Tivo: a Case Study

The case study was all about the launch of TiVo and the consumer behavior around the product. TiVo was launched in 1999 and didn’t quite receive the response the company had hoped for. As a result the marketing team led an effort to further understand the nature of TiVo’s appeal for existing and potential customers and to encourage other participators such as advertisers and television network to take accountability for TiVo’s relevance in the lives of consumers.

The bulk of TiVo’s customer base went from young males to affluent families with the children. The consumer behavior illustrated by the case was all about changing attitudes to reflect perceived enhancements in lifestyle. TiVo users quickly formed emotional attachments to the products as they came to the products as improving their relationships with their families and saving them time for things they enjoyed. A large part of this case study involved consumers as individuals and their attitudes toward TiVo.

After launching in 1999, TiVo received lackluster sales attributed to not only lack of awareness, but just an overall lack of relevant meaning and definition. The TiVo marketing team saw this as a chance to change consumer attitude and reposition the brand in the marketplace as a smart, friendly service that could improve user lifestyle. TiVo recognized early on that users viewed their product as more than just a technology, and even held deep emotional responses to.

The attitude is made up of three components: affect, behavior, and cognition and marketers believed there was a gap between cognition and behavior in TiVo consumers: a gap between what consumers understood and what they acted upon. In 2001 TiVo conducted an attitude survey, which they intended to go beyond previous surveys to together information about the deeper impact of TiVo on people’s lives. The survey confirmed that the marketing team had positioned themselves in the market as a life enhancing product and managed to change consumer’s attitudes: 77. % believed TiVo had made their life better in some shape or form. I think there is such a sharp contrast between the inertia of prospects and the evangelical zeal of TiVo users because prospects are still viewing TiVo as a frivolous, unnecessary want or desire and not a basic need. The TiVo user switched from an early, young male adopter to affluent consumers with families who before probably couldn’t watch TV in the manner that they desired, TiVo fixed this problem and now has become a basic necessity for them, something that makes their lives easier.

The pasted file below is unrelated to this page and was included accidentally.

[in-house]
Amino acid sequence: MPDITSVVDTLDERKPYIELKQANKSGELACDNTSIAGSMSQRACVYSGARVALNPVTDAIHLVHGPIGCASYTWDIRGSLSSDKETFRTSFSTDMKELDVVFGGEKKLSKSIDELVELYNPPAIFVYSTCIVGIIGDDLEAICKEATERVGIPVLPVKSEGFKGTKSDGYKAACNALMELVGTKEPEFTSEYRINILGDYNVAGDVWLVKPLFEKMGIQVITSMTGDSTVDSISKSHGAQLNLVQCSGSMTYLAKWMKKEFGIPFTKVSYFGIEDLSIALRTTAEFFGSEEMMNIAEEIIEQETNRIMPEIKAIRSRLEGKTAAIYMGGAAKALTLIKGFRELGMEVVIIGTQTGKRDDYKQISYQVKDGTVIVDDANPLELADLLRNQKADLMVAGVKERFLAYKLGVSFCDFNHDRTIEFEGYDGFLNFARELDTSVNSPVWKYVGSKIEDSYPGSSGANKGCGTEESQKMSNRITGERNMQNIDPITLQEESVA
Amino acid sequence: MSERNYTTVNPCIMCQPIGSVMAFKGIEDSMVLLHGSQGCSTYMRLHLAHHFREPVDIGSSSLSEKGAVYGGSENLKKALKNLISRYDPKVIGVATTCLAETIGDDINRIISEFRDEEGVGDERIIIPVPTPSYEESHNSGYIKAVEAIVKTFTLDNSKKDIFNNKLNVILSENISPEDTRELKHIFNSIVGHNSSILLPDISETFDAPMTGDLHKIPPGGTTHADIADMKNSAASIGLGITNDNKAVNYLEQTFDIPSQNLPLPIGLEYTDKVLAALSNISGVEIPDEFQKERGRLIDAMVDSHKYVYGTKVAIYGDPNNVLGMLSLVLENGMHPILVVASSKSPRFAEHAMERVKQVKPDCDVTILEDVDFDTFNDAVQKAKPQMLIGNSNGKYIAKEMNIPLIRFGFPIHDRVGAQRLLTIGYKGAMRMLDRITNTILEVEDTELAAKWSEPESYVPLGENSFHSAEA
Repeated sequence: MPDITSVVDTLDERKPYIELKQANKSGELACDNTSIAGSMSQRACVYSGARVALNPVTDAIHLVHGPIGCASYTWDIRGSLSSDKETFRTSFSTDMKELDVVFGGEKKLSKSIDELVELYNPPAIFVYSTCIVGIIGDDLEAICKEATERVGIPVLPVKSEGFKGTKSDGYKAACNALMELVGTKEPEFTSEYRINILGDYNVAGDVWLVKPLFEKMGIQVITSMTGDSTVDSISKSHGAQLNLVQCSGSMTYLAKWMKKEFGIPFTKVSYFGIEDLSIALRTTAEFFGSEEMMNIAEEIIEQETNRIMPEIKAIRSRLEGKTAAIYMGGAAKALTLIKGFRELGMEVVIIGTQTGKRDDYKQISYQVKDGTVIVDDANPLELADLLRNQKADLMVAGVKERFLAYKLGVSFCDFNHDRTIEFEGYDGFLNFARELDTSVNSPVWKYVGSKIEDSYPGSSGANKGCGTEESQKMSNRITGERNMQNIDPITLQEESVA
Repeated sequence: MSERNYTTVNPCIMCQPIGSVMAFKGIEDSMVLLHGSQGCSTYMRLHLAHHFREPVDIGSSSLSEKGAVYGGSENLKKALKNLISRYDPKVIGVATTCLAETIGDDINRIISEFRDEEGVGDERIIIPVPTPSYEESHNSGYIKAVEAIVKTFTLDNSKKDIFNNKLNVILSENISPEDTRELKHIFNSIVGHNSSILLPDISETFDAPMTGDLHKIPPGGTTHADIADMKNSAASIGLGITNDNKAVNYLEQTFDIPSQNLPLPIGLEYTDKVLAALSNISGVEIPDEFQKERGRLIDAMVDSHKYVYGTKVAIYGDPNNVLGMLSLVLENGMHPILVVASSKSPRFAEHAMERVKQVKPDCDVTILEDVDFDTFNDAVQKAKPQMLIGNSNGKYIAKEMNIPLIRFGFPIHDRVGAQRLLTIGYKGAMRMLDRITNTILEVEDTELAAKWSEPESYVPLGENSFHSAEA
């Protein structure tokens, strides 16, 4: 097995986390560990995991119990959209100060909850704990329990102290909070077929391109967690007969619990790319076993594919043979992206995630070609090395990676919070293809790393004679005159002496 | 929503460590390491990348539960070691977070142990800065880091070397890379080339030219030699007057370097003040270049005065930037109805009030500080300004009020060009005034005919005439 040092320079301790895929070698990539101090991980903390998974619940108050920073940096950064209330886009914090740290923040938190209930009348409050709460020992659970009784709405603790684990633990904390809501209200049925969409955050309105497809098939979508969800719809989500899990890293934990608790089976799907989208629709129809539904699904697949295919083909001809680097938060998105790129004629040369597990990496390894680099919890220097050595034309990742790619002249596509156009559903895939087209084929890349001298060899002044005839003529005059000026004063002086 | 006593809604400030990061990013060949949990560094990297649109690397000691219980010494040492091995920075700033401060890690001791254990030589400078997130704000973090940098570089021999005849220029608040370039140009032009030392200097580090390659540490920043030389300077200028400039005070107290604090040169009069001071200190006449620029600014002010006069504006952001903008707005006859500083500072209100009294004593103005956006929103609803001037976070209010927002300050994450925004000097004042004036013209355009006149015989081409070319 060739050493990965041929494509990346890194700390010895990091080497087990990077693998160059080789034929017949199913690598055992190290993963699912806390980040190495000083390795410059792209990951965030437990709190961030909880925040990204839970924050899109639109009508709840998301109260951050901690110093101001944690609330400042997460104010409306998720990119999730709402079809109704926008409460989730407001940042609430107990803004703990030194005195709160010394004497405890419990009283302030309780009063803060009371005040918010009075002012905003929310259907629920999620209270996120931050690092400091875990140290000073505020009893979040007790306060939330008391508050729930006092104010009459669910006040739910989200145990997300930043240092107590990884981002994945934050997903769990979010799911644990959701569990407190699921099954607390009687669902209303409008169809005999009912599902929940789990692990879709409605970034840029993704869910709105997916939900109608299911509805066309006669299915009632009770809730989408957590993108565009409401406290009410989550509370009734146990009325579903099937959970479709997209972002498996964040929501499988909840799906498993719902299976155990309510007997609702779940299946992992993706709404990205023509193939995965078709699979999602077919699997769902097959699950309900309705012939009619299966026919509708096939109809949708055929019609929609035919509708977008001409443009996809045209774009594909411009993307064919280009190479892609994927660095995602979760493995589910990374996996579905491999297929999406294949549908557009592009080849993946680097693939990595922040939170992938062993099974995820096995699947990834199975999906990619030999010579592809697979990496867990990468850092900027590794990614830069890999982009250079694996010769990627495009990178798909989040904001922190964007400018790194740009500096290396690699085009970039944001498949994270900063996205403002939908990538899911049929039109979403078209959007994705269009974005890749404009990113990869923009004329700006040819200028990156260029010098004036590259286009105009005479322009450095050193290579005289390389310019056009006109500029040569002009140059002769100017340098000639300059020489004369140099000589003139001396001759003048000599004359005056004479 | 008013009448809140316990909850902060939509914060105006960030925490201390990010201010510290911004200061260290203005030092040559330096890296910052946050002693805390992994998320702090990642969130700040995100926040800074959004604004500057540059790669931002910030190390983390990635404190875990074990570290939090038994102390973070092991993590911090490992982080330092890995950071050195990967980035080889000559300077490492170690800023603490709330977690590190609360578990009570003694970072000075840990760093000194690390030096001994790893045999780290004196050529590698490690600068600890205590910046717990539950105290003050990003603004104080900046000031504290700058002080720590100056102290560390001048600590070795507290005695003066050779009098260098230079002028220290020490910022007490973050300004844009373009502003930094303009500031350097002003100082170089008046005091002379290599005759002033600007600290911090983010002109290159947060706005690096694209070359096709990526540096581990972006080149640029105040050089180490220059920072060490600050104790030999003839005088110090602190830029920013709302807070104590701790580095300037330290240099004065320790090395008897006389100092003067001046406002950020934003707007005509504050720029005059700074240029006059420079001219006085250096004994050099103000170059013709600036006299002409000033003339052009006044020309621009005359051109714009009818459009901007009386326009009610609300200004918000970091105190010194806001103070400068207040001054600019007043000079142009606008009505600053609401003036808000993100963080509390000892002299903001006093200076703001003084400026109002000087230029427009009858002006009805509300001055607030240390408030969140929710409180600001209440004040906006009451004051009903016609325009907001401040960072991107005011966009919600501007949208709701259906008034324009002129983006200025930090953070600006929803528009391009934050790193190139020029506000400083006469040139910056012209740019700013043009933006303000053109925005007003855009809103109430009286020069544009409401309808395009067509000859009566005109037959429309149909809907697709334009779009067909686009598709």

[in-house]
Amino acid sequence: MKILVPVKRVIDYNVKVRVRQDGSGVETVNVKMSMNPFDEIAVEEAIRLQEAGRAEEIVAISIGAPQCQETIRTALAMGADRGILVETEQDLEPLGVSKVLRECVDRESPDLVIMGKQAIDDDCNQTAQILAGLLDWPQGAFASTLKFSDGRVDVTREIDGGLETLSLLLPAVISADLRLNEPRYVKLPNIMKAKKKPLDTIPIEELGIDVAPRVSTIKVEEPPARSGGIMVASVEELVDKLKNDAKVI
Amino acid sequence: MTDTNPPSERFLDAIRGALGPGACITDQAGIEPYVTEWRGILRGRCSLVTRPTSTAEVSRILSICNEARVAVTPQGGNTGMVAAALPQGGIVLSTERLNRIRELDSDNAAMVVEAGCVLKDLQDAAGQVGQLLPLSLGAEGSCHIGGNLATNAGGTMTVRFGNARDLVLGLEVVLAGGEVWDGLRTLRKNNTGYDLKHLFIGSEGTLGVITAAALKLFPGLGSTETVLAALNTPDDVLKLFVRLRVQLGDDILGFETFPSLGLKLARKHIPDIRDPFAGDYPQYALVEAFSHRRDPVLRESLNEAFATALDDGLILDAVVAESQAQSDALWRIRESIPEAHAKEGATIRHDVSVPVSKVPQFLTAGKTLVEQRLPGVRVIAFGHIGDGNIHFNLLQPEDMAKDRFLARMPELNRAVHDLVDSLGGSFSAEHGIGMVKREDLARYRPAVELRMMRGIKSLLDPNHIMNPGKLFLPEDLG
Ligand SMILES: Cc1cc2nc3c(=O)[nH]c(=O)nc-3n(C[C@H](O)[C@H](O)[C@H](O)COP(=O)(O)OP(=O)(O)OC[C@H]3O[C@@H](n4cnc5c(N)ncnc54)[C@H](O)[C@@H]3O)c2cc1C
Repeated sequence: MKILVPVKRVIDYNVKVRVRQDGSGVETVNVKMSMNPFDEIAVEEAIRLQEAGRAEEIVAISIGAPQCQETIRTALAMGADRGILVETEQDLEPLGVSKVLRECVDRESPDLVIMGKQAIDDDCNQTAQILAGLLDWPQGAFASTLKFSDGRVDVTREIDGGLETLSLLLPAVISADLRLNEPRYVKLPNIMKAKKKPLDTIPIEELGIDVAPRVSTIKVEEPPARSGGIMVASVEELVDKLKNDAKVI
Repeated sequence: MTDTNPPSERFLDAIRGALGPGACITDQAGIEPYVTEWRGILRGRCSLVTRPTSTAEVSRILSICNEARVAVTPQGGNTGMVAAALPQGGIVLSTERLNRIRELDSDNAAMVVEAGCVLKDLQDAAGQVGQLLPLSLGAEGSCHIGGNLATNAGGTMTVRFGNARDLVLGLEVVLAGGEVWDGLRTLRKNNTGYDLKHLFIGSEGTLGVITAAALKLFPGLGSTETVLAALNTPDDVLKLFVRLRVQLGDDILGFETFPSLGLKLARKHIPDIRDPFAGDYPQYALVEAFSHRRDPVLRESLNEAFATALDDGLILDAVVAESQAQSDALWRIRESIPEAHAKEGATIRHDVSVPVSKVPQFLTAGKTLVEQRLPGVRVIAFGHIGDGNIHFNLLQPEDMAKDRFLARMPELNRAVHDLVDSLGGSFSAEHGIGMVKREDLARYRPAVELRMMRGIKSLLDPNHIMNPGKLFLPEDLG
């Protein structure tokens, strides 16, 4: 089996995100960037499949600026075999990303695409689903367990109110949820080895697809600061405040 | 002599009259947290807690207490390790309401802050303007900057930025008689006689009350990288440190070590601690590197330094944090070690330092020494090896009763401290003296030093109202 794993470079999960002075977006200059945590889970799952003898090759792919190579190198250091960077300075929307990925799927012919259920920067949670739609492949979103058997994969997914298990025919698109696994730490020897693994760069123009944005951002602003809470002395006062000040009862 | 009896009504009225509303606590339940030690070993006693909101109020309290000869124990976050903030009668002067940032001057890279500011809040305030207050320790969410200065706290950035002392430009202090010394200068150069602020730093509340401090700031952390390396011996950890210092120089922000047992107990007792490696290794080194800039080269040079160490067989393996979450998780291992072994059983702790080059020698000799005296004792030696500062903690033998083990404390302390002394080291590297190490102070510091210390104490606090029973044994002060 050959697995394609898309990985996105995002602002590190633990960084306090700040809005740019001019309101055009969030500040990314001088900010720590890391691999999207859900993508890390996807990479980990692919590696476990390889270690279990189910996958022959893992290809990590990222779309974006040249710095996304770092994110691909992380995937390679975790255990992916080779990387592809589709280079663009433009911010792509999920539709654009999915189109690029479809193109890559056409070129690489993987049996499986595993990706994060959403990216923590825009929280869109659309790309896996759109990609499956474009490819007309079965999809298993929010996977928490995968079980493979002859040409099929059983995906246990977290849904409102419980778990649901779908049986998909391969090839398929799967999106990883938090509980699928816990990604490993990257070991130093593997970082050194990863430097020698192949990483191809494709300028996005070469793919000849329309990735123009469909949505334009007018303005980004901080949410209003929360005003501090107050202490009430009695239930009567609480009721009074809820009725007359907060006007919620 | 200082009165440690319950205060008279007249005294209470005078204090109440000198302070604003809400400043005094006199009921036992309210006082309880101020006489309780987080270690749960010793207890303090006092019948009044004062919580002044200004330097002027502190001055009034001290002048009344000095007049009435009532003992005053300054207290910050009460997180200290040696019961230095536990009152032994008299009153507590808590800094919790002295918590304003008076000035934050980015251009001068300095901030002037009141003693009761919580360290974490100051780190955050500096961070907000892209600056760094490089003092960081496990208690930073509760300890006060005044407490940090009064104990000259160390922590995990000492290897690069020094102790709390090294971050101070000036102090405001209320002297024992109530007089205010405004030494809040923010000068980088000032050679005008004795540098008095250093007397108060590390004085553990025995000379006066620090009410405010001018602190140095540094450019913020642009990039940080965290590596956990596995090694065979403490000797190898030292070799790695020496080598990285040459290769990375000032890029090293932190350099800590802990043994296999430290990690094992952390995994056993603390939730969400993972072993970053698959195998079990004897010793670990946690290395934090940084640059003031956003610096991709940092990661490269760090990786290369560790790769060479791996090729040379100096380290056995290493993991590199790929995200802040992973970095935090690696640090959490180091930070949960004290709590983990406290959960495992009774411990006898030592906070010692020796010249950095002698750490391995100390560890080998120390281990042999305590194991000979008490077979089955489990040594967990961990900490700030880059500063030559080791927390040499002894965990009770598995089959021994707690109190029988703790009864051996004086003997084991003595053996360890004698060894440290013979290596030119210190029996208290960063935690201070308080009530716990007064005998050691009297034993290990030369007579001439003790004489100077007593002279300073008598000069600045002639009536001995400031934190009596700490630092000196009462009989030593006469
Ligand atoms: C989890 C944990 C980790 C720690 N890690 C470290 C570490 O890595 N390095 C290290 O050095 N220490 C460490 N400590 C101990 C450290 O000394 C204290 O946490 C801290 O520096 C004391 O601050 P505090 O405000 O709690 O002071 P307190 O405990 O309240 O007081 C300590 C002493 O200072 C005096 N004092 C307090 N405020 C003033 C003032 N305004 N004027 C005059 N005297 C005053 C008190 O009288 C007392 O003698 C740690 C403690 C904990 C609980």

A “couch potato” might site his or her reluctance to buy TiVo as not seeing a need for it. The couch potato might not see a need for TiVo beyond recording something, which they already watching or could record with a VCR. For these users TiVo should emphasize the ability of the user to fast forward through boring commercials, pause and play at their own convenience, and reward their favorite parts. Today the company could appeal to couch potato prospects as a device that would allow them to “do it all” with just one box on the comfort of their couch: cable, movies, web, and music.

An “evangelist” might list a cause of reluctance from their friend as a perceived fear of user friendliness. Some people might view the device as intimidating; especially those who don’t see themselves as being technologically savvy. In looking at the fact that 38% of TiVo users report an annual income of $100,000 and higher supports the hypothesis that TiVo is viewed as more of a frivolous want and not a need. This high income is obviously over represented when compared to overall U. S. population; the average person is going to have less of a disposable income.

The statistics on education also support my hypothesis about prospects being intimidated by user-friendliness. In 2001 48% of TiVo users reported having a completed college degree of some sort, this over represents itself by 140% in the overall U. S. population. TiVo users seem to be more interested in electronics and science and technology, which supports the hypothesis that they are probably perceived as more technologically savvy than the average prospect. Other insights derived from the data are that TiVo users seem to do a lot more traveling than the average American.

This could improve the growth of TiVo by directing them in what areas and locations to place advertisements. Airports would be a great location to place print ads or maybe even hold product demonstrations for travelers who are laid over and have time to kill. As it tried to grow into a mass brand TiVo faced several challenges. The first challenge was creating awareness of not only the brand, but the product as well. In their efforts to create a buzz the TiVo marketing team soon found the challenge of even defining and transmitting clear and relevant meaning for TiVo.

Although Microsoft early on was thought to be a threat, their dropping out of the market proved to harm TiVo as they no longer had a large and reputable corporation to promote the category and create even more awareness. In the form of competition TiVo probably lost a lot of market share when ReplayTV re-entered the market with high-end PVRs and their promise to produce a line of affordable PVRs for the mass market. The fact that TiVo was once exclusively sold through Best Buy probably hurt the company in the beginning as well.